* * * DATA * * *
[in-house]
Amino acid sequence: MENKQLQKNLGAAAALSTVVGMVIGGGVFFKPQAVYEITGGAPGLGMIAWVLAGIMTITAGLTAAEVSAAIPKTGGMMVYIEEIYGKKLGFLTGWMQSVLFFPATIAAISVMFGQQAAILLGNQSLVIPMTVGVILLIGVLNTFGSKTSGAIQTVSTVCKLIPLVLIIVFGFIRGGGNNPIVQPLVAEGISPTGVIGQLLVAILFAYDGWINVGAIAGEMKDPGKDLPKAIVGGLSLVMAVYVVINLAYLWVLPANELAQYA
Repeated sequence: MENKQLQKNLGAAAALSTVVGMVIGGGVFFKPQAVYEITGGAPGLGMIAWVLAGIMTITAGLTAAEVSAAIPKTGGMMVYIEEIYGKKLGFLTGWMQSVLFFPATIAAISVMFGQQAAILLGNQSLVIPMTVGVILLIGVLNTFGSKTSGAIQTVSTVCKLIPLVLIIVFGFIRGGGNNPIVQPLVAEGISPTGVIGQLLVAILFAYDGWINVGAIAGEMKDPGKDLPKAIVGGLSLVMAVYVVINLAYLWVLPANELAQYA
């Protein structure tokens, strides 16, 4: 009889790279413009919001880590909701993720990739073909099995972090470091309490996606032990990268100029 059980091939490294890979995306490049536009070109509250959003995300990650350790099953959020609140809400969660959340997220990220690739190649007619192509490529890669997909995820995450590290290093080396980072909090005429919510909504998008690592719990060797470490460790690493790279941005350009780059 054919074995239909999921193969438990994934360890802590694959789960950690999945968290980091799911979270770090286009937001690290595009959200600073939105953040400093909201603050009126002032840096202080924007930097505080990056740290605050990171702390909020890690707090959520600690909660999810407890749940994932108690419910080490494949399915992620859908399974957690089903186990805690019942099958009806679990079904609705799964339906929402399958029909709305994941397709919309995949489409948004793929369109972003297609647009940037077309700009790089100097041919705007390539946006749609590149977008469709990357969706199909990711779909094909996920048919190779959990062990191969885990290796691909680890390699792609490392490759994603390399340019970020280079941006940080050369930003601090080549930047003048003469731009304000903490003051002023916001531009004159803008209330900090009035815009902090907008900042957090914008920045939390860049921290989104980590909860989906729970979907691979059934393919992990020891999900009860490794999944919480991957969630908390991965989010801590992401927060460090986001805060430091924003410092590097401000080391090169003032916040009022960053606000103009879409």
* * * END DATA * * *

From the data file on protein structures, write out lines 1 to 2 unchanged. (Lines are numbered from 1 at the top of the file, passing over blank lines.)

[in-house]
Amino acid sequence: MENKQLQKNLGAAAALSTVVGMVIGGGVFFKPQAVYEITGGAPGLGMIAWVLAGIMTITAGLTAAEVSAAIPKTGGMMVYIEEIYGKKLGFLTGWMQSVLFFPATIAAISVMFGQQAAILLGNQSLVIPMTVGVILLIGVLNTFGSKTSGAIQTVSTVCKLIPLVLIIVFGFIRGGGNNPIVQPLVAEGISPTGVIGQLLVAILFAYDGWINVGAIAGEMKDPGKDLPKAIVGGLSLVMAVYVVINLAYLWVLPANELAQYA